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UK charities join forces to boost COVID vaccine drive

LaToya Harding
·3-min read
Pharmacy staff members prepare COVID-19 vaccines, at STEAM Museum, amid the outbreak of the coronavirus disease (COVID-19) in Swindon, Britain, January 21, 2021. REUTERS/Peter Cziborra
The organisations, which include The British Heart Foundation, Asthma UK, MacMillan Cancer Support and The Sickle Cell Society, will help promote access to key advice and information on vaccines. Photo: Reuters/Peter Cziborra

Sixteen UK charities have formed a new partnership in a bid to encourage people with long-term health conditions and their adult carers to get the COVID-19 jab.

The organisations, which include The British Heart Foundation, Asthma UK, MacMillan Cancer Support and The Sickle Cell Society, will help promote access to key advice and information on vaccines.

They will work alongside the UK government and the NHS.

Britain is currently leading the coronavirus vaccination race in Europe, after becoming the first country in the world to approve the Pfizer (PFE) jab.

In December, the NHS began administering the Pfizer-BioNTech (BNTX) vaccine, followed by the Oxford AstraZeneca ($AZN.L) one. A third vaccine, from Moderna (MRNA), was also approved, with others in the pipeline.

Around 19 million people have been vaccinated (with a first dose) so far in the UK, with around the majority of over-80s receiving the jab, as well as elderly residents in care homes.

The official estimate of the R number — how many people each infected person then reinfects — is between 0.6 and 0.9 for the UK, with new infections falling by 2% to 6% per day.

Since 15 February those in cohort 6 – people between the ages of 16 and 64 with certain underlying health conditions and their carers – have been receiving invites from their GP practice to get inoculated from COVID-19.

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“Having the support of the charities who work every day to support the very people we are reaching out to in cohort 6 is a great boost for the rollout which continues to show what we can achieve when we pull together as one,” Matt Hancock, health and social care secretary, said.

“Their help, encouragement and links with communities next in line for the jab will help make sure everyone can get access to the life-saving protection the vaccine provide.”

Chris Askew, chief executive of Diabetes UK, said: “We are incredibly proud to be working with other leading voices in the charity sector to encourage people to get their COVID-19 vaccine.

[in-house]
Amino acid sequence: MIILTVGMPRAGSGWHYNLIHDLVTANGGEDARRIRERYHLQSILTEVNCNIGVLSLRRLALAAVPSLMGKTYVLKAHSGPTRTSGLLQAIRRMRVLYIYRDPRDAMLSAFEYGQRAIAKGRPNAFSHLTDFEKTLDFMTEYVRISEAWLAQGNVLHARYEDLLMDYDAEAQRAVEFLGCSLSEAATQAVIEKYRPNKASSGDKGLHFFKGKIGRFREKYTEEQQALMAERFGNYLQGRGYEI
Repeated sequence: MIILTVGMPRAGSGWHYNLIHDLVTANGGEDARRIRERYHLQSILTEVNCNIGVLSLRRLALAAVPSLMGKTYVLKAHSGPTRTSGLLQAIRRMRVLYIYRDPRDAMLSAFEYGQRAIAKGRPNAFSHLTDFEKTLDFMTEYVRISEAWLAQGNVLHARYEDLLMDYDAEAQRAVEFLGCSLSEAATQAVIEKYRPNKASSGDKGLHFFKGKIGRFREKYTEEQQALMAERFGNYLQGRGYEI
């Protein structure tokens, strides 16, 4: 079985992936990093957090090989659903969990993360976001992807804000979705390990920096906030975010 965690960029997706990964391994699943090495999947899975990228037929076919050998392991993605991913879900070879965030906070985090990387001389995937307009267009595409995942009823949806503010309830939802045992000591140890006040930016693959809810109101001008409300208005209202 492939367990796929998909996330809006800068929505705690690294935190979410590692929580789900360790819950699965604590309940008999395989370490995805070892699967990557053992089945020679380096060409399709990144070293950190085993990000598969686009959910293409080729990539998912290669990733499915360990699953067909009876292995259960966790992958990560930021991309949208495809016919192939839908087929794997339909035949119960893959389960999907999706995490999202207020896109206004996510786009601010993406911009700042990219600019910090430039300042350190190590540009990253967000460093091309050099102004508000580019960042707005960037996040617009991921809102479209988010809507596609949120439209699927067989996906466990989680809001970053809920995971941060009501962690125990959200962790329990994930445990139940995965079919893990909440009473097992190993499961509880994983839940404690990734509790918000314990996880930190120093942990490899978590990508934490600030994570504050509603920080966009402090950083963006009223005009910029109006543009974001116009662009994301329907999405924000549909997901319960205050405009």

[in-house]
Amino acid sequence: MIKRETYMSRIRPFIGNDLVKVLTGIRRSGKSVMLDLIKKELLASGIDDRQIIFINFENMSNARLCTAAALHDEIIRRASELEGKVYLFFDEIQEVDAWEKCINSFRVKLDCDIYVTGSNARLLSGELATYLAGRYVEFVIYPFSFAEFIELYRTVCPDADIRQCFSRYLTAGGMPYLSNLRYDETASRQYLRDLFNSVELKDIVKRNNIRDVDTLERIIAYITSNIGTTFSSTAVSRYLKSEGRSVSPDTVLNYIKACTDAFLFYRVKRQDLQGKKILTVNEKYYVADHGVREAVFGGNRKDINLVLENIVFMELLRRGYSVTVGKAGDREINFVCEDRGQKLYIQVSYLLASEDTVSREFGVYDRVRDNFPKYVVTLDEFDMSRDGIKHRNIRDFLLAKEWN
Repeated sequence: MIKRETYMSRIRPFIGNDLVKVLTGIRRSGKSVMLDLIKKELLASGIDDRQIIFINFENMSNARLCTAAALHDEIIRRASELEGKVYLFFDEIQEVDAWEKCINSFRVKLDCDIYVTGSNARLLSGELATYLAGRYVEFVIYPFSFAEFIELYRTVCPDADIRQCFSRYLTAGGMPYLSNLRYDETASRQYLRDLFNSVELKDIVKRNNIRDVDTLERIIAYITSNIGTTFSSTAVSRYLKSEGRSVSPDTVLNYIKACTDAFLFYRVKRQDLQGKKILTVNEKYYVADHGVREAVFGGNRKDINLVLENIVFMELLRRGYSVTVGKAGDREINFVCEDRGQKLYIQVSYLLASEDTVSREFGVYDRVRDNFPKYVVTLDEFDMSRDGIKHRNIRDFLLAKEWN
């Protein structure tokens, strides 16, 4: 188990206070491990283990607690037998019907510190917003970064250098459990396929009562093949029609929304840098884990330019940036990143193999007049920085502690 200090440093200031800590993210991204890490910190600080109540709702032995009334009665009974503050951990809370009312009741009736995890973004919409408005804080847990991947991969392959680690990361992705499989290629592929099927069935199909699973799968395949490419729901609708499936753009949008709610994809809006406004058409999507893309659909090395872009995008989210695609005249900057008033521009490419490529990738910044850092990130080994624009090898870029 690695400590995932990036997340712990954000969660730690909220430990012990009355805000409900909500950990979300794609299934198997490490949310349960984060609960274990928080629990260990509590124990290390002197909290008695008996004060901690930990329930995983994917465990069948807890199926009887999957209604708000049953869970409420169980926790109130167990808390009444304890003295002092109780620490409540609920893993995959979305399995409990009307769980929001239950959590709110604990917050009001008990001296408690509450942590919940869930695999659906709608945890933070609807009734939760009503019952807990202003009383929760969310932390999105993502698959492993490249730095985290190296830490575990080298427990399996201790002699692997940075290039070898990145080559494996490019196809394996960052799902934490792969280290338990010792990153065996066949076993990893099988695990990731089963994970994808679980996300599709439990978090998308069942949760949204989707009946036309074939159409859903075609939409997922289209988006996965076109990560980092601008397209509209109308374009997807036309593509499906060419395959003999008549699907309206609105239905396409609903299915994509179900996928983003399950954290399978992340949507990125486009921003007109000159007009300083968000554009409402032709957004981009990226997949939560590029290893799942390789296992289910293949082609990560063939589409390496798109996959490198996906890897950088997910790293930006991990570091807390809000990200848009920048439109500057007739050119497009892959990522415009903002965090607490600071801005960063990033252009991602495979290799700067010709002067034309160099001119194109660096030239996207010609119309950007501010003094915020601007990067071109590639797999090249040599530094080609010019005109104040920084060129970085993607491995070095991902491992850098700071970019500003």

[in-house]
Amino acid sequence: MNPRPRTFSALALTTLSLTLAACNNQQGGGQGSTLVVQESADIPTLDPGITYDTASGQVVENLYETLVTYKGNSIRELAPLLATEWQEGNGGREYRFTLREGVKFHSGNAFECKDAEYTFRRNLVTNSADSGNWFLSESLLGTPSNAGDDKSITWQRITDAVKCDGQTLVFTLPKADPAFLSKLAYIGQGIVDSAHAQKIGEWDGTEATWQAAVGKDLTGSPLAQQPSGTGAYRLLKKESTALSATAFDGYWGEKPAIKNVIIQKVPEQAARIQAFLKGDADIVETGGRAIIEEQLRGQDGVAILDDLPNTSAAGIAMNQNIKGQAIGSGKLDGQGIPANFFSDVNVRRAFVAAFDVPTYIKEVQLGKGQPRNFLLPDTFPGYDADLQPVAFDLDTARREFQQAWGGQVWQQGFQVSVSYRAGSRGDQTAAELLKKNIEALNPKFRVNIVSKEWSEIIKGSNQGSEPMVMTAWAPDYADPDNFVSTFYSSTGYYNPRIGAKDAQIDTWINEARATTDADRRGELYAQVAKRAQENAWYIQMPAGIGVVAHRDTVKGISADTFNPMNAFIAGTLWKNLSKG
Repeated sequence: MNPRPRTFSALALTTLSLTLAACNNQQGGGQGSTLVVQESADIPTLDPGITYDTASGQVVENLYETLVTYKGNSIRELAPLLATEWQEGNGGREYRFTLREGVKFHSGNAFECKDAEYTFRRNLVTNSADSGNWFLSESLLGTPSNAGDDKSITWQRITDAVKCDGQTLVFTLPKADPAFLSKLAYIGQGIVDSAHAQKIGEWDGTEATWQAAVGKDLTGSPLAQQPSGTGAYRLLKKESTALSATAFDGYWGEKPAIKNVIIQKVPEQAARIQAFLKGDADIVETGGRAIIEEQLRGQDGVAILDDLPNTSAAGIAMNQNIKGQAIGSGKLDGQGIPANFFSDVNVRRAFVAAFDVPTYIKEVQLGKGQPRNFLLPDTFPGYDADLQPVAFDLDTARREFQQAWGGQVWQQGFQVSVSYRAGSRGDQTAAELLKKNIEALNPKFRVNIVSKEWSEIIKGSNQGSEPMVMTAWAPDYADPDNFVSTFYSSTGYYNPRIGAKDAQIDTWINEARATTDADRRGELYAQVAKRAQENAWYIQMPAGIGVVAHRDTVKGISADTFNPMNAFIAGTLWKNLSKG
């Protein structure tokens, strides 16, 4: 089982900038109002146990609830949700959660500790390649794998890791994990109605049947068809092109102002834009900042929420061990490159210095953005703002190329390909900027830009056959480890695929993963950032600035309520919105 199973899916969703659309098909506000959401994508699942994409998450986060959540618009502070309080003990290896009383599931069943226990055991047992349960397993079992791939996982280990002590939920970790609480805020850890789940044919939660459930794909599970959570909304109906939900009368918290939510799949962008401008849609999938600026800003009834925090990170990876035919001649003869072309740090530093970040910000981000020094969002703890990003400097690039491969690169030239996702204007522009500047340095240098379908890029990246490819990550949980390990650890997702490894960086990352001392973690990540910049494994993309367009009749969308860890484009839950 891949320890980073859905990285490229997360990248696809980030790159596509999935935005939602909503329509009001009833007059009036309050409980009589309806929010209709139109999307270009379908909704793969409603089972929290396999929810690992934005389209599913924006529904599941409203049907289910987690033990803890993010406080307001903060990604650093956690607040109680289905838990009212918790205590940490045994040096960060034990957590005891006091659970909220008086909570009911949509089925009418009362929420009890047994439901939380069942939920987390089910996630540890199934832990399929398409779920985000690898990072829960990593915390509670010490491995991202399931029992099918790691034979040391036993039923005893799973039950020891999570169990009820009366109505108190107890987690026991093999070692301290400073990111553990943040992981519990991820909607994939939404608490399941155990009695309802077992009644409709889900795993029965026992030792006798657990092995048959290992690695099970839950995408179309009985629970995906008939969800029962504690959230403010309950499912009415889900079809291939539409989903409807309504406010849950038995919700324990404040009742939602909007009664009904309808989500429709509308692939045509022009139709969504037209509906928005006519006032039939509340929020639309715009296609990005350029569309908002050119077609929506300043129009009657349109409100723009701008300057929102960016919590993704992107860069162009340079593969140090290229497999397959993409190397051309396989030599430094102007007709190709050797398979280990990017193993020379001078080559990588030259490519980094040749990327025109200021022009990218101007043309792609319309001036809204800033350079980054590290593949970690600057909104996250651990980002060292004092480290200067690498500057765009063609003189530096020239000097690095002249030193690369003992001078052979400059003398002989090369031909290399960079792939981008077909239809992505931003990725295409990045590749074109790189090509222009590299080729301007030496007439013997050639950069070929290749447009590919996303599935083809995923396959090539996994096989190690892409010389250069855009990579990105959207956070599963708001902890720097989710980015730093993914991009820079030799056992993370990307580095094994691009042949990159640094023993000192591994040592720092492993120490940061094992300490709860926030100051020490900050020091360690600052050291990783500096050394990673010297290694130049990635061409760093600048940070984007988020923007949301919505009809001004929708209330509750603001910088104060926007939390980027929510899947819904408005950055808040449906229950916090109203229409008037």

“People with diabetes have been disproportionately affected by the pandemic and have a higher risk of becoming seriously ill if they develop coronavirus.”

Seven mass vaccine centres have also now opened in England.

Ashton Gate football stadium in Bristol, Epsom racecourse in Surrey, the Excel Centre where London's Nightingale hospital is based, Newcastle's Centre for Life, the Manchester Tennis and Football Centre, Robertson House in Stevenage and Birmingham's Millennium Point will offer vaccines to people aged 80 and older, along with health and care staff.

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As part of the vaccines delivery plan, the government hopes that all adults can be vaccinated by the autumn. It plans to have a total of 2,700 vaccine sites across the country.

Britain was the first European nation to pass the 100,000 landmark and the fifth country in the world after the US, Brazil, India and Mexico.

However, the number of new virus cases has plunged from a peak of 66,405 a day on 11 January to 8,523 on Friday.

Earlier this month the Cabinet Office also announced that the most vulnerable groups would receive a jab by polling day at the latest.

In a press release, it said: “The UK's vaccination programme is planned to have reached all nine priority cohorts by May, meaning that the government can commit to go ahead with these polls with confidence.”

The government plans to give councils an extra £31m ($41m) for plastic screens in polling stations and hand sanitiser to make the polls Covid-safe. People who are shielding will be encouraged to vote by post.

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